What is a Backdoor Roth IRA?
A backdoor Roth IRA is not a traditional retirement account. It is an informal term used for complicated, IRS-sanctioned method of funding a Roth for high-income taxpayers. It works even if their incomes exceed the limits allowed by the IRS for regular Roth contributions. Experienced financial advisors can assist you in this strategy.
Backdoor Roth IRA
Roth IRA or Roth 401(k) both allow taxpayers to contribute 6 to 7 thousand (depending on your age) and $19,500 dollars respectively, annually to a retirement savings account. These contributions are post-tax, meaning the income on those earnings is paid in the year the money is deposited.
However, traditional IRAs or 401(k)s give the earner an immediate tax advantage by deferring the income taxes on deposits until the money is withdrawn. The downside to this is that when withdrawals are made, the accountholder will owe taxes on both the money invested and their earnings.
Modified Adjusted Gross Income
The problem with these types of accounts is that once people reach a modified adjusted gross income in the six figures, the IRS starts phasing out the amount you can contribute. Then, when your annual income exceeds a certain amount, you cannot participate at all. These limits will depend on your taxpayer status and are adjusted every year or so to account for inflation.
Enter the backdoor Roth, which is essentially a strategy to convert a traditional IRA into one of the Roth variety. Since traditional IRAs don’t have income limits, the backdoor Roth has become an option for higher-income taxpayers who wouldn’t normally be able to contribute to a Roth.
Creating a Backdoor Roth IRA
There are a few ways to create a backdoor Roth IRA. First, you can contribute money to an existing traditional IRA and then roll those funds over to a Roth IRA account. Or you can rollover funds from an existing traditional IRA into a Roth, as much as you want at one time, even if it’s more than the annual contribution.
Another option is to convert your entire traditional IRA account to a Roth IRA account. Another strategy for making a backdoor Roth is by making an after-tax contribution to a 401(k) plan and then roll it over into a Roth IRA. Your financial advisor will help you choose the best strategy for your financial needs.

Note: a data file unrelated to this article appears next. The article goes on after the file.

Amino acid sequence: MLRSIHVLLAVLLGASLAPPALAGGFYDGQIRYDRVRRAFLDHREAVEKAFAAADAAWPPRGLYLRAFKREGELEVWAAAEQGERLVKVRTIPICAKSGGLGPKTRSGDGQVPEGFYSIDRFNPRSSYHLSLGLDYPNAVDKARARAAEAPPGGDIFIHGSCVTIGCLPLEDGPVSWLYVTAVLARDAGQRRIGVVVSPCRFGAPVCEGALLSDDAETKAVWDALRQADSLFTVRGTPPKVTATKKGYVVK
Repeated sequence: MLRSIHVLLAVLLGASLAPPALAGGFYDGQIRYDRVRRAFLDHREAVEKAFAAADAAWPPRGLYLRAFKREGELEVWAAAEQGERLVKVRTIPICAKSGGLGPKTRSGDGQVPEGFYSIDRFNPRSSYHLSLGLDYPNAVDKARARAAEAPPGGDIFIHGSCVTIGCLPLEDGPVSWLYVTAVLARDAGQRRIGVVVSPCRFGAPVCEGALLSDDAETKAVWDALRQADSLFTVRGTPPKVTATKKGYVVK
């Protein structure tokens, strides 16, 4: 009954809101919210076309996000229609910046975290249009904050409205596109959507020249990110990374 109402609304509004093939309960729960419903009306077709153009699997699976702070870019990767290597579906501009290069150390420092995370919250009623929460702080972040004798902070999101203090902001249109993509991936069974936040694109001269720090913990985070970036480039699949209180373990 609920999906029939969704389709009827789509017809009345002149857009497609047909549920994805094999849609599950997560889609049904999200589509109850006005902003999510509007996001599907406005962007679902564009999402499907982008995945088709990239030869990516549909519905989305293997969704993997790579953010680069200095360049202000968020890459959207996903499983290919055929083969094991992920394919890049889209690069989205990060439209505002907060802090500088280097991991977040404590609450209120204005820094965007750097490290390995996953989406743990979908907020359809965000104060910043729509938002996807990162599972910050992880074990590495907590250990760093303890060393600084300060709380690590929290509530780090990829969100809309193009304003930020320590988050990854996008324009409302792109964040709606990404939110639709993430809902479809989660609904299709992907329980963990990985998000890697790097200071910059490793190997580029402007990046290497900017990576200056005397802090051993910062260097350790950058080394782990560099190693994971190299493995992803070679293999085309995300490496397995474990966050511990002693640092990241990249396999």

It’s important to remember that this is NOT a tax dodge. You will need to pay taxes on any money in your traditional IRA that hasn’t already been taxed. For instance, if you contribute $8,000 to a traditional IRA and then convert that money to a Roth, you will owe taxes on the $8,000 as well as whatever money it has earned.
Furthermore, most of the funds that you convert to a Roth IRA will count as income, which could push you up into a higher tax bracket. If this occurs though, you won’t have to pay full taxes on the money. Also, the funds you put into a Roth are considered converted funds, not contributions so you have to wait five years from the first conversion to have penalty-free access with some special exceptions.
Another positive of backdoor Roth IRAs is that they allow you to get around certain limits. Such as:
- Roth IRA contribution limits. For 2021 you can contribute $6,000 each year to a Roth URA. With a backdoor Roth IRA conversion, these limits don’t apply.
- Roth IRA income limits. For 2021, if your MAGI is higher than $140,000 if you’re single, or $208,000 if you’re married, (or a qualifying widow/widower) you can’t contribute to a Roth IRA. However, these limits do not apply to Roth IRA backdoor conversions.
More Advantages of Backdoor Roth IRAs
Aside from avoiding the limitations on Roth IRAs, why would a taxpayer want to take the extra steps for a backdoor IRA? First, Roth IRAs don’t have required minimum distributions. This means the account balances can create tax-deferred growth for as long as the account holder is alive. You can withdraw as little or as much as you want, when you want. Or you can leave it all to your heirs.
Another advantage is that a backdoor Roth contribution can offer significant tax savings over the decades since Roth IRA distributions are not taxable. Finally, the main advantage of a backdoor Roth IRA is that you pay taxes upfront for your contributions and everything after that is tax-free. This is very beneficial if you think tax rates will rise in the future or your taxable income will be higher after you retire than it is now.
Ask a Financial Planner in Northern Virginia About a Backdoor Roth IRA
If you are considering a backdoor Roth, it is important to speak to a financial advisor and consider the pros and cons of this strategy. To learn more about backdoor Roth IRAs and decide if this option is right for you, contact Argent Bridge Advisors today.